Which Joe gave his name to ‘sloppy joes’? We look at five interesting sandwiches and their lexical origins.
Relating to or characteristic of the French poet and critic Charles Baudelaire or his works.‘he delivers his dialogue with Baudelairean flair’
- ‘Their formal innovations and aestheticism further pushed the Baudelairean boundaries of poetic language.’
- ‘He delivers his pompous dialogue with Baudelairean flair.’
- ‘It is a painting that is not a retrospective on Manet's own Baudelairean years.’
An admirer, imitator, or student of the French poet and critic Charles Baudelaire.‘the nineteenth-century Baudelaireans’
- ‘Of her real history, the most enthusiastic Baudelaireans know little.’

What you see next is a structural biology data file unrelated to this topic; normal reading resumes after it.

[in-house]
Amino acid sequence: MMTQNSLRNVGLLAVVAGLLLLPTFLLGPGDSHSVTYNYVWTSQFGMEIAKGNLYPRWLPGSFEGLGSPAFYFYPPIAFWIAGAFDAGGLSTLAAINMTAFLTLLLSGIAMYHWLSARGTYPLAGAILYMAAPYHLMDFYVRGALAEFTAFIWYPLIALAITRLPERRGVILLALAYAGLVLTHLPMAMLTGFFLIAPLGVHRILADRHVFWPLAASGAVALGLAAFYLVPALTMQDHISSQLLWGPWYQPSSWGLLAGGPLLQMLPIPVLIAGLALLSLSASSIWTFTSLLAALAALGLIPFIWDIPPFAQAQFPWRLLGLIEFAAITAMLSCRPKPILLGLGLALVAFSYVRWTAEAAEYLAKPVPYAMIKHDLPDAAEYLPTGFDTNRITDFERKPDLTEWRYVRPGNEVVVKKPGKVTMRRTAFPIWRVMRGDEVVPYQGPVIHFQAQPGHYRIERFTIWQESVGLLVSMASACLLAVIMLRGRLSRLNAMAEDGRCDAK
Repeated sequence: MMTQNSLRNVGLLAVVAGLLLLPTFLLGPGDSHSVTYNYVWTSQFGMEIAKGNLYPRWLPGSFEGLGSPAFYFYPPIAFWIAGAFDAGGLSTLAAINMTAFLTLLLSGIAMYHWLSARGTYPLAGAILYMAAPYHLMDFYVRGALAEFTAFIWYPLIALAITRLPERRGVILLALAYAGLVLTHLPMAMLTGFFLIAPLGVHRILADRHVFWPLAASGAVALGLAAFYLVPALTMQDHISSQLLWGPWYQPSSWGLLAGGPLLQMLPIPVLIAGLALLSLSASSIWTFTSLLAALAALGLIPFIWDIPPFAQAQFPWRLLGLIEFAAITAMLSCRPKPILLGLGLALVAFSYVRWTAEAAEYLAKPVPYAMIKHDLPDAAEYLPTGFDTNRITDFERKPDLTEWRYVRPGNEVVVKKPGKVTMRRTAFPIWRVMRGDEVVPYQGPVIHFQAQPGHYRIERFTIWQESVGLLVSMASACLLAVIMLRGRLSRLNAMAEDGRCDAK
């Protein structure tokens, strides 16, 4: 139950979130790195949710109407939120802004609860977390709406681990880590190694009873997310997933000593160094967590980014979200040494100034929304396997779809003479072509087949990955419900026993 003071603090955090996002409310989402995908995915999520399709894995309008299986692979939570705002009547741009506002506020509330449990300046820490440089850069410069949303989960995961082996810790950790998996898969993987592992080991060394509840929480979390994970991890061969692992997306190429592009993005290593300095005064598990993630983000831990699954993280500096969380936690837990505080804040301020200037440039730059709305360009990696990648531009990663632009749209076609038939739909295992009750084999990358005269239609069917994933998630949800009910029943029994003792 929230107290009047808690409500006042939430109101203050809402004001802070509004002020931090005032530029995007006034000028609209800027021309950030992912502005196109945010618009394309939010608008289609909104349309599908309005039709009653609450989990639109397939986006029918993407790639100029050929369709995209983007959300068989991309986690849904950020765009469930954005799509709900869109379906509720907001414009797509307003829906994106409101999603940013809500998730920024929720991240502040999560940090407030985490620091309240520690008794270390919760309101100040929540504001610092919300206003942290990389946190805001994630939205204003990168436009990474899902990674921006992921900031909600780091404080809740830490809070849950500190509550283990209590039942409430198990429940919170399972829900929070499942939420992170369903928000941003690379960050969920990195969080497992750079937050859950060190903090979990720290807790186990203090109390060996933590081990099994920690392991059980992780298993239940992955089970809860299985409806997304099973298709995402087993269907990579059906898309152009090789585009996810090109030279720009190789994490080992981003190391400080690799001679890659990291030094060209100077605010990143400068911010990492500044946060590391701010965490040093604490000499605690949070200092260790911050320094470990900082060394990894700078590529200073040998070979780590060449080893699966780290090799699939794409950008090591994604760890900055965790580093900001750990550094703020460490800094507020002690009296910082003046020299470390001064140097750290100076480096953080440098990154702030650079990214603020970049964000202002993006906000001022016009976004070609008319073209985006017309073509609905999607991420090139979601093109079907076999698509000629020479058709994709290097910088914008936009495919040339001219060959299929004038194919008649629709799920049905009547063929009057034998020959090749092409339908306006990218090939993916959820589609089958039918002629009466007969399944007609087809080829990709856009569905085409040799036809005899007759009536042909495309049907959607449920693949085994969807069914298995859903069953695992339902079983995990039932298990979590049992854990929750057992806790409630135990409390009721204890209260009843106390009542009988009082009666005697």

- ‘I'm deeply grateful to all those Baudelaireans whose studies have helped me in my thinking.’
- ‘So far as I have been able to determine, nothing more is known of this precocious Baudelairean.’
We take a look at several popular, though confusing, punctuation marks.
From Afghanistan to Zimbabwe, discover surprising and intriguing language facts from around the globe.
The definitions of ‘buddy’ and ‘bro’ in the OED have recently been revised. We explore their history and increase in popularity.